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breyerchic04
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Do not get any dog that you think you might be afraid of, or your kids will. Those feelings are not going to go away, and you'll have personality clashes or worse. Also, right now purebred shepherd's are being bred very low to the ground, with hips that do not look substantial, I don't know if they really aren't, though there is an increase in hip displasia and similar cases. I really don't want to totally deter you from a dog, but there is a lot to look into, and it seems you're doing it.
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Farmgirl
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I have NEVER had a problem with my Great Pyreness showing any kind of agression or any problems with kids (I can show you pictures of my daughter ate age 4 climbing all over my Pyr -- he was very protective of my kids and I felt more comfortable with them around him than any other dog I have owned).

So I'm just saying I disagee with what you read. Just based on the experience of the one I have (and another one I was aquainted with prior -- that convinced me I wanted one).

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beverly
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Breyer, you really know a lot about dogs! I appreciate your help. [Smile]

Farmgirl, I do value and take into account anecdotal information. Thank you. [Smile]

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breyerchic04
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I did tons of dog research in 8th grade to convince my parents I wanted a dog of my own (like I said, we've had indoor outdoor airedales most of my life) but I didn't hit 100lbs till 8th grade, and Nikki had, so it was not a great obedience match. So through high school I showed my sheltie in 4-H and did quite a bit of research into the herding breeds, but still caught most of the popular ones too.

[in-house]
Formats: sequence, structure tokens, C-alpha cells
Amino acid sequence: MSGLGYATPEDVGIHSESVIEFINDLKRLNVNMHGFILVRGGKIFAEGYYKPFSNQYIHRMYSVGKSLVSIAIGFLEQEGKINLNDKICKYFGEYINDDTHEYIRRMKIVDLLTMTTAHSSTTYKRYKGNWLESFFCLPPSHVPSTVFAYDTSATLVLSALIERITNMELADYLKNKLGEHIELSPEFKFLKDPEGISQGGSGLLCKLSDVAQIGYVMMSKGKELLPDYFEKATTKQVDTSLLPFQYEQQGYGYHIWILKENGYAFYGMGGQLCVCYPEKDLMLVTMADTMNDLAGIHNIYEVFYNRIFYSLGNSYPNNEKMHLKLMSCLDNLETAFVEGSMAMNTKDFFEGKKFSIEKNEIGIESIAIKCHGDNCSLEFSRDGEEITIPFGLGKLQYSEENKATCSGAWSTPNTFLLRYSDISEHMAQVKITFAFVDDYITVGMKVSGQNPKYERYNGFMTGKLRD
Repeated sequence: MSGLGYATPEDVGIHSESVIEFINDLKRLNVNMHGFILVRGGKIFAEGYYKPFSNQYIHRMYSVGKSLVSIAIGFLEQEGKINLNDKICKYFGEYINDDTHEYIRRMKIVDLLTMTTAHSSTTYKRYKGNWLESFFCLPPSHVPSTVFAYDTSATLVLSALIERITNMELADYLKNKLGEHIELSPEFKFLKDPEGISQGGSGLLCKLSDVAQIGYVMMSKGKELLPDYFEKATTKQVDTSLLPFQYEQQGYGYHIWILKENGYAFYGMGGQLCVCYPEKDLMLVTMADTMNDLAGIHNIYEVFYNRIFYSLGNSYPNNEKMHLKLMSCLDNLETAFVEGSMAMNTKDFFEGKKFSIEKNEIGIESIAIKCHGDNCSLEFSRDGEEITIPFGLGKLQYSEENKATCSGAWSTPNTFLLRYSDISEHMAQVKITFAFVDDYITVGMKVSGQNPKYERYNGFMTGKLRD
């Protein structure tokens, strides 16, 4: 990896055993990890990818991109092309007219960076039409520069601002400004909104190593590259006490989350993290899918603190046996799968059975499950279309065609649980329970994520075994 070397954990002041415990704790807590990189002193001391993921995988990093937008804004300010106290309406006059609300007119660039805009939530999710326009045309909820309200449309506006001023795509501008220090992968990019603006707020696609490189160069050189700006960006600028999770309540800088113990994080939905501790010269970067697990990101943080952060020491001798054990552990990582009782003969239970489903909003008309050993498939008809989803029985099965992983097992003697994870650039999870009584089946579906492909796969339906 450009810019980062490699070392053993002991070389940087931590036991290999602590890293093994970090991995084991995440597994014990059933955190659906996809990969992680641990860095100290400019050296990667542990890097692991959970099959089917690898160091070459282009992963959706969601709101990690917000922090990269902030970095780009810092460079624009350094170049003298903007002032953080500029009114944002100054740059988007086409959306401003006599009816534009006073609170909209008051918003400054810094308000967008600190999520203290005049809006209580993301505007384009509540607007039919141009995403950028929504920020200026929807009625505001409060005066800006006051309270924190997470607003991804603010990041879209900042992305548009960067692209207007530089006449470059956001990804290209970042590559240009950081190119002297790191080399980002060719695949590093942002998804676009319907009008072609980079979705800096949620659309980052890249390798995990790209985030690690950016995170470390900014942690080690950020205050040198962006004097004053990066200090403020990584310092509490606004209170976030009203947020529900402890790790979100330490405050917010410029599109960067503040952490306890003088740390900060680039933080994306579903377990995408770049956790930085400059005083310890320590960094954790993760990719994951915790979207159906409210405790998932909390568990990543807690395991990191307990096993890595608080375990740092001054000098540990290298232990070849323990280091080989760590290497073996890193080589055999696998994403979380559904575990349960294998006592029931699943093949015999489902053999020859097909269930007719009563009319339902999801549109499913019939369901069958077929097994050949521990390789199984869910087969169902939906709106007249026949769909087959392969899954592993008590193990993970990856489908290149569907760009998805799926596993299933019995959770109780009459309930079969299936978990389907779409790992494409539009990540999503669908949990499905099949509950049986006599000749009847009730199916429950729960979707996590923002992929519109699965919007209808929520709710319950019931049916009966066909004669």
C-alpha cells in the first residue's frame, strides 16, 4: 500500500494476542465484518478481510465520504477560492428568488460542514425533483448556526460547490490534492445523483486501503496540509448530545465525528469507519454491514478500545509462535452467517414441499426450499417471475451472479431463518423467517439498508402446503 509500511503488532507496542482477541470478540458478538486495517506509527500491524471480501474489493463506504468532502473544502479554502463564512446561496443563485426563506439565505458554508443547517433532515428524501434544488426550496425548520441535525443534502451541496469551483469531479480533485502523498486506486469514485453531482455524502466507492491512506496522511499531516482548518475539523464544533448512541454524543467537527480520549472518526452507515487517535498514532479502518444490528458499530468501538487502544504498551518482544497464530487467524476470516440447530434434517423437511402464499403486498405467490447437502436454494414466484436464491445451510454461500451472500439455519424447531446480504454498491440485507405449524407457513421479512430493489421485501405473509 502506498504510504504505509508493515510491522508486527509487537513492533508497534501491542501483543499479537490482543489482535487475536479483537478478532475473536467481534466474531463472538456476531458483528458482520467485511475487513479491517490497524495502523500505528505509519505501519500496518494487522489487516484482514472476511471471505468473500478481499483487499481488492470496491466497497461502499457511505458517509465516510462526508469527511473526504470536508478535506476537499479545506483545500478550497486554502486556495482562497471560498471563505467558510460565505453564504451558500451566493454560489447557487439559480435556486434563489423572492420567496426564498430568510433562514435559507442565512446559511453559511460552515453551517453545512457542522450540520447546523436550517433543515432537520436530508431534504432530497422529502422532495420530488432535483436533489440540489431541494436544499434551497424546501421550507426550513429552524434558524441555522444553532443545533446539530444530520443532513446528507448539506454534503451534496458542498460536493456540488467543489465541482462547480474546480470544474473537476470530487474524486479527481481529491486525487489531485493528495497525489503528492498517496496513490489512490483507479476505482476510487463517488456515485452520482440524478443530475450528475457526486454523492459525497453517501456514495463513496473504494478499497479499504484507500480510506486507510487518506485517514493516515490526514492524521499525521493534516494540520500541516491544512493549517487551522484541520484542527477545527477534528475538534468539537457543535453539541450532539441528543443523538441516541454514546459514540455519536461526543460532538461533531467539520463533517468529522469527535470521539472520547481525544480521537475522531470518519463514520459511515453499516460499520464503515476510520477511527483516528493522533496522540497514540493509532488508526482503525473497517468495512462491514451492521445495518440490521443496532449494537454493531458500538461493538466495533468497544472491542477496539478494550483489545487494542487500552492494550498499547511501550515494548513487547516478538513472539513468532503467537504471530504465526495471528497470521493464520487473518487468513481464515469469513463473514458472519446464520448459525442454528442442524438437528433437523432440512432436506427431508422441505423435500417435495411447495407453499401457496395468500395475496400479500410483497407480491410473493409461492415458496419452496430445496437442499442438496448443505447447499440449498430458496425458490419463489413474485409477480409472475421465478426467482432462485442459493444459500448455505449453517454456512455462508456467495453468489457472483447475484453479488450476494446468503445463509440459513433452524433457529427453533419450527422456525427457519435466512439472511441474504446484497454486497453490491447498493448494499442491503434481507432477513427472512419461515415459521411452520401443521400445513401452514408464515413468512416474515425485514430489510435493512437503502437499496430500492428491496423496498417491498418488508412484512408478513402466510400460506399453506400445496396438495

I haven't said much about the personalities of Pyrs because the two I've been around have been wonderful, but I know very little of their training, and I'm not even sure how old they were when I saw kids climbing on them.

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theCrowsWife
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I would say that it really depends on your setup. If your animals will be put in sturdy houses or a barn at night, you will have less need of a dog to protect them.

I would be concerned about a lab mix because labs have been bred to be very dependent on their masters. This makes them easy to train, but they may not have the independence to be an effective guard dog. A livestock guard dog (I'm just going to call the LGDs from here on) that has been raised on a farm will naturally patrol the boundaries of his area, without any training on the part of the owner. Generally, they will sleep most of the day and go on alert at night.

That quote about Great Pyrenees, I see as being more applicable in a pet or show situation. On a farm, it's not as much of an issue. All of the Pyrs and Pyr-crosses I've met have been very sweet-tempered dogs. It's useful to do some obedience training, to make the dog easier to handle in off-the-farm situations (such as visiting a vet), but I can testify that it is possible to manhandle a fully-grown, untrained male Pyrenees into a travelling crate to be taken to the vet. Training just makes your life easier in the long run.